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Sarah Jessica Parker: Is She Helping or Hurting President Obama?

Sarah Jessica Parker is a big supporter of President Obama. We know this because she said so during a 30-second Obama campaign spot that ran numerous times during the MTV Movie Awards on Sunday night.

Sarah Jessica Parker and President Barack Obama
Getty Images
Sarah Jessica Parker and President Barack Obama

Did you see it? The “Sex and the City” star was breezy and informal, referring to Obama as “the guy who ended the war in Iraq” and “the guy who says you should be able to marry anyone you want,” and so on.

The fast-tempo, cheery music under her voice made the whole thing sound like a trailer for an upcoming production of some kind, which in a way it was. Ms. Parker touted an Obama fundraising raffle in which the winner gets to have a meal with her, the president and first lady, and Vogue editor Anna Wintour on June 14. (Entries closed Monday night. Please don’t sob into your herbal tea.)

Michelle Obama hearts Parker back, by the way. On Monday she released a statement thanking the Carrie-Bradshaw-portraying actress for hosting the dinner.

“Sarah Jessica Parker is a loving mom, an incredibly hard worker, and a great role model. She’s one of those people you can’t help but admire,” said Mrs. Obama.

Given the style, the star, and the placement, the Parker ad seems an attempt to reach the youth vote and the crucial shoe-loving segment of the female population. But will it work? We ask this because Parker, Wintour, et al., symbolize the glitzy celebrity side of the Obama White House that Republicans love to mock.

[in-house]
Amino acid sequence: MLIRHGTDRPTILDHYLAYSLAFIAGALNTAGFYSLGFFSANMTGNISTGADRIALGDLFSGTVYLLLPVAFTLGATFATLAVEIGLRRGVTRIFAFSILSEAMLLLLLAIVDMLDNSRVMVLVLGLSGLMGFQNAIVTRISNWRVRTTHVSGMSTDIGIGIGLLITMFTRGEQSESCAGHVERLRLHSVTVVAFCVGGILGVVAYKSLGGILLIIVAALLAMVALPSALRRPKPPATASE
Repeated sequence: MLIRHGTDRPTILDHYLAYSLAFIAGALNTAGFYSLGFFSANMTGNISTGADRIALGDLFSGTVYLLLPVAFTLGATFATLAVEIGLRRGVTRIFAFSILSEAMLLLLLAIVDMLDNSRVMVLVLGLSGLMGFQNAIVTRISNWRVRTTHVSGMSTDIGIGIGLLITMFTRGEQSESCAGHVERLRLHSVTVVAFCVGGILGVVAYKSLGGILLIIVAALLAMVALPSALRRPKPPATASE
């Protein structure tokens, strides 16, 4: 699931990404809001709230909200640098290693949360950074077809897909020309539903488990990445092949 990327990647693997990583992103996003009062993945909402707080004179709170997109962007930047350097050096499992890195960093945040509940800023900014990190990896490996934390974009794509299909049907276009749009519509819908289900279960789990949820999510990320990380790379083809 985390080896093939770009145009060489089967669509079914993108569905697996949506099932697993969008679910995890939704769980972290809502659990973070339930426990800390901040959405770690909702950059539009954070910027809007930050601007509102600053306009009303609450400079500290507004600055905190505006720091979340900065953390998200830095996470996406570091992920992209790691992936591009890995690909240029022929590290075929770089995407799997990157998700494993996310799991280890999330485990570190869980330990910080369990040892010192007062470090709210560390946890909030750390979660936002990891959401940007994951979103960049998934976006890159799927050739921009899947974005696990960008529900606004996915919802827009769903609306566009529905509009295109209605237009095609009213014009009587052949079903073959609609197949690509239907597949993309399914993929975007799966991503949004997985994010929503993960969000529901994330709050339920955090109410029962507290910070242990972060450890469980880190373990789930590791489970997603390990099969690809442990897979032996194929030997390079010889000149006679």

The GOP insists that all the Obama appearances on talk shows, during which he does stuff like “slow jam the news” (talking policy over an R&B beat) cheapens the presidency. As for the Hollywood stars that flock to Obama’s presence, they’re a flying band of nitwits that should stick to what they know best. Or something like that.

On Monday the Republican Party released its own ad mocking the upcoming Parker/Wintour festivities. Interestingly, it did not mention or feature Parker. Is she too nice to attack? Instead, it ran almost the whole length of Anna Wintour’s own ad announcing the contest. The famously tough Vogue editor (“The Devil Wears Prada” is loosely based on her exploits) talks in the sort of monied accent that says, “I live in Manhattan and you don’t.”

Under this, the GOP ad just runs numbers — the unemployment rate among women, the unemployment rate among African-Americans, and so forth.

Some conservative pundits say the Parker/Wintour dinner is so out of touch that Obama must be desperate for cash.

“The Obama campaign is very, very worried about money. Their latest effort to get the big bucks is being mocked mercilessly by the Republican National Committee,” wrote Jennifer Rubin on her “Right Turn” Washington Post blog.

But some other Mitt Romney supporters warn that celebrities have lots of appeal in the US, and to emphasize Obama’s relationship with them only raises the president’s glamour quotient. Take Donald Trump, who knows a thing or two about cameras.

Last month, The Donald told Newsmax that he’s thinking of starting his own "super political-action committee" because he thinks the quality of many pro-Romney ads is pretty low.

“There was a recent [anti-Obama] commercial done where they made him look like a superhero. I’m saying, who made this commercial? I thought it was one of the worst commercials I’ve ever seen,” Trump said.

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